Israeli think-tank seeks to create ‘Diaspora Jews visa’

Israel’s Law of Return originally allowed people who were Jewish, or who had Jewish grandparents, to immigrate to Israel and automatically become citizens.

 Diaspora Jews at Ben-Gurion Airport after making Aliyah to Israel. (photo credit: THE JEWISH AGENCY)
Diaspora Jews at Ben-Gurion Airport after making Aliyah to Israel.
(photo credit: THE JEWISH AGENCY)

“There is no reason to automatically recognize a grandson of a Jew with no affinity to Israel as a potential Israeli citizen.” So said a member of an Israeli think tank on Sunday, who co-wrote a paper suggesting minor changes to Israel’s Law of Return.

The Judaism and State Policy Center at the Hartman Institute in Jerusalem will soon release the policy paper.

Israel’s Law of Return, which was passed in 1950, originally allowed people who were Jewish, or who had Jewish grandparents, the ability to immigrate to Israel and automatically receive citizenship. The law was amended in 1970 to say that people with at least one Jewish grandparent or someone who is married to a Jew, whether or not they are considered Jewish under Jewish law, can also automatically receive citizenship.

“This alternative recognizes the Jewish sequence for the purpose of examining eligibility for citizenship under the Law of Return,” the paper states, “and thus that the answer to the question ‘Who is a Jew?’ is not uniform but extends to a sequence of possible identities.”

The paper suggests distinguishing between three “circles” that pertain to personal status.

 Tani Frank, director of the Judaism and State Policy Center at the Hartman Institute  (credit: TANI FRANK) Tani Frank, director of the Judaism and State Policy Center at the Hartman Institute (credit: TANI FRANK)

“The first circle has a biological component to it,” center director Tani Frank told The Jerusalem Post. “If you are a Jew according to the accepted definition, you will receive citizenship.”

“If you are a Jew according to the accepted definition, you will receive citizenship.”

Tanki Frank

The second circle relates to the child, grandchild or great-grandchild of a Jew, and their spouses.

“Our proposed law will state that all of these mentioned people are welcome to make aliyah but will not automatically receive citizenship. They can of course become citizens, but through a gradual procedure, or residence visa,” he explained.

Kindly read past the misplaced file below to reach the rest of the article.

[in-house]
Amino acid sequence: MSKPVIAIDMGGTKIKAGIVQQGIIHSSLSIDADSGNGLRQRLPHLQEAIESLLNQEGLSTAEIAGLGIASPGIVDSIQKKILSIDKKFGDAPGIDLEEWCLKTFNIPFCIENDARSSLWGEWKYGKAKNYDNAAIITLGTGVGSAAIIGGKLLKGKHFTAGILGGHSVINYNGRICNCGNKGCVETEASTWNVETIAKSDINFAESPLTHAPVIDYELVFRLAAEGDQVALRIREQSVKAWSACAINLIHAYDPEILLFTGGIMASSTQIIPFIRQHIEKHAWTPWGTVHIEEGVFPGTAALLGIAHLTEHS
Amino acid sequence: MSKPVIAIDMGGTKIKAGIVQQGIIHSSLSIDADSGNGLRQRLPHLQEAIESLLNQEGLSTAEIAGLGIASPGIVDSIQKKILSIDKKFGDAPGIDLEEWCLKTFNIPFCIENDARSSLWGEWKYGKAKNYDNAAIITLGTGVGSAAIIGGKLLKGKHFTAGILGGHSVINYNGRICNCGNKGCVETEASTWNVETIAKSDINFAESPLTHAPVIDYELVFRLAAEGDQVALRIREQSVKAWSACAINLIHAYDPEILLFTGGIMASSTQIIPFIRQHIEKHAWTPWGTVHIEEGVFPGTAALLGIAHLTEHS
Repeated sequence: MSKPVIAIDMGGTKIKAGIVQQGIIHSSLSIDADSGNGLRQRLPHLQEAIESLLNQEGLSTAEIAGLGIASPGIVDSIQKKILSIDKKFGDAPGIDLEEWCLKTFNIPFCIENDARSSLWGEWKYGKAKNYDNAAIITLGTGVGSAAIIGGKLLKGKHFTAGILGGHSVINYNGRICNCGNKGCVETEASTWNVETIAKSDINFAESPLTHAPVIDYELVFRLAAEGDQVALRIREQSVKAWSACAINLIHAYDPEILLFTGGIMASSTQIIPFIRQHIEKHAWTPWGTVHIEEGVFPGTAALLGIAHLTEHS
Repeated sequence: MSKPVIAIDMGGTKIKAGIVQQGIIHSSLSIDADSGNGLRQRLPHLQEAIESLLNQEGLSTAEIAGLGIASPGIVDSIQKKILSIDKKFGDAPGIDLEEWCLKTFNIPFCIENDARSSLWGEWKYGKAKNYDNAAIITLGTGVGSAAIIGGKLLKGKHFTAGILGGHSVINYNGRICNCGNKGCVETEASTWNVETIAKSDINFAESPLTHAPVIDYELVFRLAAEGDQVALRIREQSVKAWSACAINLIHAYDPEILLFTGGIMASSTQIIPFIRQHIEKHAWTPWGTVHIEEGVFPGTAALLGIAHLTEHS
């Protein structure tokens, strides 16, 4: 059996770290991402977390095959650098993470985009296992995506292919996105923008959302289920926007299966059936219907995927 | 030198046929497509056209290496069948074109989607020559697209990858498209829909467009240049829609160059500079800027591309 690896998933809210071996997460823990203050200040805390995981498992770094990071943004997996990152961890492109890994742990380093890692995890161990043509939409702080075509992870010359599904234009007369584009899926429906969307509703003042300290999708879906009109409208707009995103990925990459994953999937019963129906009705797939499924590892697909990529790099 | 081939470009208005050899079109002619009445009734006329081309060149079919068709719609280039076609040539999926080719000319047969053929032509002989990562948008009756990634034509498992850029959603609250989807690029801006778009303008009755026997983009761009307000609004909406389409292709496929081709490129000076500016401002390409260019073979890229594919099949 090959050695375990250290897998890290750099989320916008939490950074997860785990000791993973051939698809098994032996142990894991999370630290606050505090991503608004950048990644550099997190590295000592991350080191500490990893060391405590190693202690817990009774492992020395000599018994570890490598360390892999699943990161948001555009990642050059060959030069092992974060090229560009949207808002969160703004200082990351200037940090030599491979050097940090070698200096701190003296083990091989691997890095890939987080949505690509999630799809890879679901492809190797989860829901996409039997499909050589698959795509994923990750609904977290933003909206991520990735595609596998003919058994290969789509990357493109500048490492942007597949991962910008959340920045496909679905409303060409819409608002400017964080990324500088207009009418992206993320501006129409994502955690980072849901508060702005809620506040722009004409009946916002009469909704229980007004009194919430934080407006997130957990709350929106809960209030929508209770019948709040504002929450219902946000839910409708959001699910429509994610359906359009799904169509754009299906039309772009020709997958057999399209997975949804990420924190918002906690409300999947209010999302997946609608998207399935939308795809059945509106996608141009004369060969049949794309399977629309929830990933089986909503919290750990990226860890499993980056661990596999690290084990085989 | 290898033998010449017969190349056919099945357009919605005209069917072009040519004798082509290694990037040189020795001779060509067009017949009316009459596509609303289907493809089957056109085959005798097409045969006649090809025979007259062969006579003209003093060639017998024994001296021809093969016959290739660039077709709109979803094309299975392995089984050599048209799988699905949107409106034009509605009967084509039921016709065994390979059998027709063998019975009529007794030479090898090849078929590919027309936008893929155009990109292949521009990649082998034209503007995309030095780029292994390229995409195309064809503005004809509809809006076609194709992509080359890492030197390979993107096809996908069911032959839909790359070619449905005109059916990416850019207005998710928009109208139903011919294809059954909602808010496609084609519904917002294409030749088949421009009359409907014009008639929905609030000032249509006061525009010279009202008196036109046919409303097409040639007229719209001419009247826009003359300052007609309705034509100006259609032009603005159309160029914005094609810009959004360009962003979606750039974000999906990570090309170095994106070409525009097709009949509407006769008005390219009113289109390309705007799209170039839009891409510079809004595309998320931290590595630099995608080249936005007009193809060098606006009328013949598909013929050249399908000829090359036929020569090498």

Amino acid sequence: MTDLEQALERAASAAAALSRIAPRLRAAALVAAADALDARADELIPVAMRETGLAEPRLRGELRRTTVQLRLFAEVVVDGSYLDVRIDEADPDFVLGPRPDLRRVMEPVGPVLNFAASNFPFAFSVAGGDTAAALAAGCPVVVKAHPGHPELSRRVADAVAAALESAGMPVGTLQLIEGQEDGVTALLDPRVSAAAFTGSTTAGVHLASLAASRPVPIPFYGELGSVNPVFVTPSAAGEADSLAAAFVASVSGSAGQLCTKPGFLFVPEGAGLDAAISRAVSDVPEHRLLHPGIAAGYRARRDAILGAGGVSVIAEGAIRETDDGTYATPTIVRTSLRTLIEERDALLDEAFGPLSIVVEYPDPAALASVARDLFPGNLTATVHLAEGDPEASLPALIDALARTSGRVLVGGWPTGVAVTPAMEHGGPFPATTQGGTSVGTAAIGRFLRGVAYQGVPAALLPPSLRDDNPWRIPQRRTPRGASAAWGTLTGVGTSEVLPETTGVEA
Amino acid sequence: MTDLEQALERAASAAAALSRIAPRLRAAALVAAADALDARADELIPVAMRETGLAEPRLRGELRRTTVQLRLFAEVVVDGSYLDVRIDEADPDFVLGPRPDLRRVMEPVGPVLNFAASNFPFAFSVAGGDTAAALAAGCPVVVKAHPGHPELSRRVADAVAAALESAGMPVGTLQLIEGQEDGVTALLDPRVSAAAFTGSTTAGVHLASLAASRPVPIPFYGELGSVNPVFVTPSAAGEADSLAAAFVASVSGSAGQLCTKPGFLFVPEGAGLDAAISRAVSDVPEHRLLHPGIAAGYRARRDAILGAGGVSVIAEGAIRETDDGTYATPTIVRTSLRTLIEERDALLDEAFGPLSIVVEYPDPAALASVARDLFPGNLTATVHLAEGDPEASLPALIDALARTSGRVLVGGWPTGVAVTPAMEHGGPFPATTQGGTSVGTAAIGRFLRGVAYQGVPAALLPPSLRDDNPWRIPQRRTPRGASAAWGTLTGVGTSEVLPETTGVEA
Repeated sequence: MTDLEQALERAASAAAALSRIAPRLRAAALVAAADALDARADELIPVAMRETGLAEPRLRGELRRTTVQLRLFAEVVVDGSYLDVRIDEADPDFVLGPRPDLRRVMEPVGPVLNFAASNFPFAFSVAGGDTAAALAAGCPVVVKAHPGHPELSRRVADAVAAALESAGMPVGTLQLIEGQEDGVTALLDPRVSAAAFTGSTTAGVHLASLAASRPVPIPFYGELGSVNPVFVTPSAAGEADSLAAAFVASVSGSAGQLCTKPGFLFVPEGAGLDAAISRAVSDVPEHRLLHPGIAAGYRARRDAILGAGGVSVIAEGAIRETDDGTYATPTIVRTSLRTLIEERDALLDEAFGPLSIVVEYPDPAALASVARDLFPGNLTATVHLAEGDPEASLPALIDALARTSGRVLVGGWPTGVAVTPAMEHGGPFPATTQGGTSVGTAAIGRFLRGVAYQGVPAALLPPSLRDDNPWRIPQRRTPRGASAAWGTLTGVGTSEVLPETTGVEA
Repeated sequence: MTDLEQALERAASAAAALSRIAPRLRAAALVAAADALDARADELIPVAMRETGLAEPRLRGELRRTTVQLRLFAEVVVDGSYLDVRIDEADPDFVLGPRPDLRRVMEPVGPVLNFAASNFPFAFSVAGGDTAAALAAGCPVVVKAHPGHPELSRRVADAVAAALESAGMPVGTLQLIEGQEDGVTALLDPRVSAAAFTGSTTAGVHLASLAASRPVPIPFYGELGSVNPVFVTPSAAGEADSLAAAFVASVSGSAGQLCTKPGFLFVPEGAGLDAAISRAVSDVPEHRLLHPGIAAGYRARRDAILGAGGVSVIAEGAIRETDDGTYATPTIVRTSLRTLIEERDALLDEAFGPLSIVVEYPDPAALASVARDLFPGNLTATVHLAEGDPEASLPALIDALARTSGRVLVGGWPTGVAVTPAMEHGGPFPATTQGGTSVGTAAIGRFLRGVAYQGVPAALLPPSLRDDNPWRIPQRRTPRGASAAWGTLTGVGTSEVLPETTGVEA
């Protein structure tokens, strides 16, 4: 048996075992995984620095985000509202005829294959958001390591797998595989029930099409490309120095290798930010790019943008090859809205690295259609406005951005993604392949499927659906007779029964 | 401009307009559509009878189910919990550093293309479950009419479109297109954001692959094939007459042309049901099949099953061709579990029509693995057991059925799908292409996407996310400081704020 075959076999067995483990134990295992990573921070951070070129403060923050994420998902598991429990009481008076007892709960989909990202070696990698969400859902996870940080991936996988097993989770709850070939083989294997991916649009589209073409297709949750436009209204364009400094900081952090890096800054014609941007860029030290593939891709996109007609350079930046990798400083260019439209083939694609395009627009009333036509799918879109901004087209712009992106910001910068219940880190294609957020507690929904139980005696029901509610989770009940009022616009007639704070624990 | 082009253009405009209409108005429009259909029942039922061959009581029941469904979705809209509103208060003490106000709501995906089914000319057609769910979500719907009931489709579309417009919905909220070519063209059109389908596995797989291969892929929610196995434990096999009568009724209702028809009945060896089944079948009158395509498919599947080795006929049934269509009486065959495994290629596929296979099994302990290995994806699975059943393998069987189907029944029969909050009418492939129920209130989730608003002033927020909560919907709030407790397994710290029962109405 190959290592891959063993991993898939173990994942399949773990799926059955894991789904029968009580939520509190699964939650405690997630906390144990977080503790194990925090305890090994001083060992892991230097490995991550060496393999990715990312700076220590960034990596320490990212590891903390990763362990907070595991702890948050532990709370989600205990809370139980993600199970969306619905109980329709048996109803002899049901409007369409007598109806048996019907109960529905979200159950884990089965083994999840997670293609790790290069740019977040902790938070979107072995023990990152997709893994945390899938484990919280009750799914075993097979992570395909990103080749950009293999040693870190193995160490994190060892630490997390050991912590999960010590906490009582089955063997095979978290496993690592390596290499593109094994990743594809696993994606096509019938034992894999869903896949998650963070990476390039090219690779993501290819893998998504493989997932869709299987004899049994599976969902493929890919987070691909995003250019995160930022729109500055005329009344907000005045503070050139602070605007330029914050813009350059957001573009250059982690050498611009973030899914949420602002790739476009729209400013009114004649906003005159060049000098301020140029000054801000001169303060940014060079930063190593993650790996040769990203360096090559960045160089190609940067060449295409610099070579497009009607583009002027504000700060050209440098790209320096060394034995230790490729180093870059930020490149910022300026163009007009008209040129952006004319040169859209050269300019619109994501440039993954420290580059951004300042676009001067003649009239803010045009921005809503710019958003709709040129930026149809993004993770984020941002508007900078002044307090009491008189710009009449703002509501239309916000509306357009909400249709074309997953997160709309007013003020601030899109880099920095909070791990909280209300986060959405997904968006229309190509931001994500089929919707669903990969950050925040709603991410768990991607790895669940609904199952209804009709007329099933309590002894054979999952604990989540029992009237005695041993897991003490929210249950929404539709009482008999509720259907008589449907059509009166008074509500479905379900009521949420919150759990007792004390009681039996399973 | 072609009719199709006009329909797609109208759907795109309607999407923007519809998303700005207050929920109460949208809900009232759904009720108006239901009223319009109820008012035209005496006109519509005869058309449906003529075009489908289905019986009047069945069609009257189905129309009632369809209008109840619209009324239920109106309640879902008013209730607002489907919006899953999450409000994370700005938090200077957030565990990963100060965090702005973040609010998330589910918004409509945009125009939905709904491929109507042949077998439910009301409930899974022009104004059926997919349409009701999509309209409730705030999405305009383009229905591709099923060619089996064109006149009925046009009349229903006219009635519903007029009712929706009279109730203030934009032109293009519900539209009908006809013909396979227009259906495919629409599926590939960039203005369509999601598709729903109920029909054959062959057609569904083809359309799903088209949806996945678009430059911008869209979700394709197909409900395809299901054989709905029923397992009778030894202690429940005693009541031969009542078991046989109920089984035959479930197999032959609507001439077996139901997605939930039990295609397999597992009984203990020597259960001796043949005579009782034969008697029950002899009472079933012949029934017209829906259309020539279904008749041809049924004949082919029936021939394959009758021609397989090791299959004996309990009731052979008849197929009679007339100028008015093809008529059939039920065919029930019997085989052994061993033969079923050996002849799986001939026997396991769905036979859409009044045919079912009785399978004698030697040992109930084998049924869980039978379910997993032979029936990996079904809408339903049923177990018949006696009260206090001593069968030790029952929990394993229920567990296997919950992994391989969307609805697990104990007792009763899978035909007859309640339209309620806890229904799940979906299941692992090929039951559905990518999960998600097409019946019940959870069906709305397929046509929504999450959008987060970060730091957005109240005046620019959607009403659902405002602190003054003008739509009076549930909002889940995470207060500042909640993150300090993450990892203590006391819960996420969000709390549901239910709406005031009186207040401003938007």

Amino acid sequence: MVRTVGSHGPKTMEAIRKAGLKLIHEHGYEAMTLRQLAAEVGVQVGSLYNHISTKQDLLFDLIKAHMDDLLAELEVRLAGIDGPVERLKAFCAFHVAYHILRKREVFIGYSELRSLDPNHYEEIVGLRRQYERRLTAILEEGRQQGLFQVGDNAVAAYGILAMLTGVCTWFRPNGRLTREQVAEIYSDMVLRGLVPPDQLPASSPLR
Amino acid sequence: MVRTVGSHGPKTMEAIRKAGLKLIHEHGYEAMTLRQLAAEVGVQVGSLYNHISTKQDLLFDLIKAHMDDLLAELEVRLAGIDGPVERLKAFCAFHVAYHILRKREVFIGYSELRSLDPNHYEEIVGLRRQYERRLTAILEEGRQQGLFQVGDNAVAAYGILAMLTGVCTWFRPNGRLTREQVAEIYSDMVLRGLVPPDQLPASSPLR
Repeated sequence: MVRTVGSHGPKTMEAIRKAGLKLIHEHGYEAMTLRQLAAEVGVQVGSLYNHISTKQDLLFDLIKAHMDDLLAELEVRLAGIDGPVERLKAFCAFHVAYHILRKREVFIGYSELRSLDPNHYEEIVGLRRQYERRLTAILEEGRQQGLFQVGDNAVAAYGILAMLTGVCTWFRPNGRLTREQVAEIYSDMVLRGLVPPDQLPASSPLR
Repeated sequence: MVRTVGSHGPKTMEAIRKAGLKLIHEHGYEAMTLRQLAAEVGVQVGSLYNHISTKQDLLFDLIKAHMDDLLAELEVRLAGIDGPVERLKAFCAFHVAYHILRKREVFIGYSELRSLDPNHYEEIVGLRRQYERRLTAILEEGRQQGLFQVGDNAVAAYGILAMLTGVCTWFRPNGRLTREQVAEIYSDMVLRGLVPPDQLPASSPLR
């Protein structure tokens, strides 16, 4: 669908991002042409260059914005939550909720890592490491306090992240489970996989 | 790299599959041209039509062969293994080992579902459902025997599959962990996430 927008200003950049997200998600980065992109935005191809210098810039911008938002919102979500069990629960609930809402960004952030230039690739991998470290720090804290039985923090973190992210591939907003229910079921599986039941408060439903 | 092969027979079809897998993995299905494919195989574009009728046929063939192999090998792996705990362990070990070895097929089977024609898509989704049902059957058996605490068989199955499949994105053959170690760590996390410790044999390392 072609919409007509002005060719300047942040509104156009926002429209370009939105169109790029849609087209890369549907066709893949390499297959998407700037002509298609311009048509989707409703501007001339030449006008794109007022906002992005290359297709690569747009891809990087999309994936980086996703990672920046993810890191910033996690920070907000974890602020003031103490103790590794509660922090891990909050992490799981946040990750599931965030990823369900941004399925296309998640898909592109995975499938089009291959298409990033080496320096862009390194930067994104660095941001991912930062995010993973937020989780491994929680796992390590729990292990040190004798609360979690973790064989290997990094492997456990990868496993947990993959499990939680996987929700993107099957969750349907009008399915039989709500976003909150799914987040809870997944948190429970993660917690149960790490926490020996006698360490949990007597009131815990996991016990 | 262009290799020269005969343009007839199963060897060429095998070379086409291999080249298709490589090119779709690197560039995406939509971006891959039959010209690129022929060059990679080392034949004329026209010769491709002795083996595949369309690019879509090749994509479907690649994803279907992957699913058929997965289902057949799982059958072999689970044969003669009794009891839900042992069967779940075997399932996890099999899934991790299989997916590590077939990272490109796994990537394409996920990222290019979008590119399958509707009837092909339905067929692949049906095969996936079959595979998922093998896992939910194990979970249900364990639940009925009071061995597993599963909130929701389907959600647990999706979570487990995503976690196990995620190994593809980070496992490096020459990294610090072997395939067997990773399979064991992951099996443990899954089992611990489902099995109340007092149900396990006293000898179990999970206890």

Frank and his team suggest offering these descendants of Jews a “graded procedure” that is similar to the Law of Entry into Israel for those who aren’t Jewish. For example, an Israeli with a non-Jewish spouse from abroad who wants to live in Israel doesn’t receive citizenship automatically.

“We want to offer a more complex, graded process that is acceptable in many countries, since you want to see that the applicant has some sort of connection or affinity to the country before automatically granting them citizenship,” Frank said.

Parameters for Israeli citizens

THE POLICY paper identifies three parameters for defining these children or grandchildren of Jews to determine if they should be allowed to become Israeli citizens. The first parameter is “affinity for those who are already ‘entitled to return’ or for an Israeli citizen,” it said.

The second parameter is affinity to the Jewish community in the person’s country of origin, which the paper says will “reduce the length of time required for him or her” to obtain citizenship in the graded procedure. However, “If he or she has no affiliation with a Jewish community, they will be required [to proceed] for a longer period of time,” until they receive approval to immigrate.

The third parameter is “persecution or distress on antisemitic grounds.” According to the paper, “In the case where immigration to the State of Israel takes place on the grounds of antisemitic persecution or suffering and distress resulting from the Jewish origin of the immigrant, the length of his graded procedure will be lessened.”

Finally, the third circle involves “all eligible persons who do not wish to carry out the citizenship process,” Frank said. The policy paper recommends creating an “extended residence visa for Diaspora Jews.” In this circle, another tier is added to the clear eligibility of a Jew making aliyah.

“The first or second circles of non-Israeli citizens will be entitled to a ‘Diaspora Jews visa’ that will allow entry to Israel at any time and stay[ing] in the country for up to three years.” According to Frank, by offering such a visa, “the third circle basically opens the doors of Israel to Diaspora Jews, in order to obtain temporary status in Israel, even without the issuance of citizenship.”

The Law of Return “actually determines the legal context of how the Israeli legislature views Diaspora Jewry,” Frank explains. “Through the right of aliyah, the Jewish people are defined and a visible redline is set. The law certainly does not describe the Jewish people in a halachic [Jewish law] way, since the law recognizes conversion from all three streams in Judaism.”

Frank noted that the last modification to the law was made more than 50 years ago.

“Since 1970,” he said, “many things have changed in the world and of course in the Jewish world, yet the law remains intact.”

Though Frank and his team agree that there needs to be an alteration to the current Law of Return, they are against the cancellation of the 1970 amendment that broadened the groups of people who are eligible to immigrate.

A conference titled “An updated look on the Law of Return’’ is scheduled to take placeat the Hartman Institute in Jerusalem on Monday, organized by the Judaism and State Policy Center. Two panels will discuss topics regarding the law with a perspective on citizenship and on Jewish-Diaspora relations. The conference will be attended by Intelligence Minister Elazar Stern as well as MKs from various parties.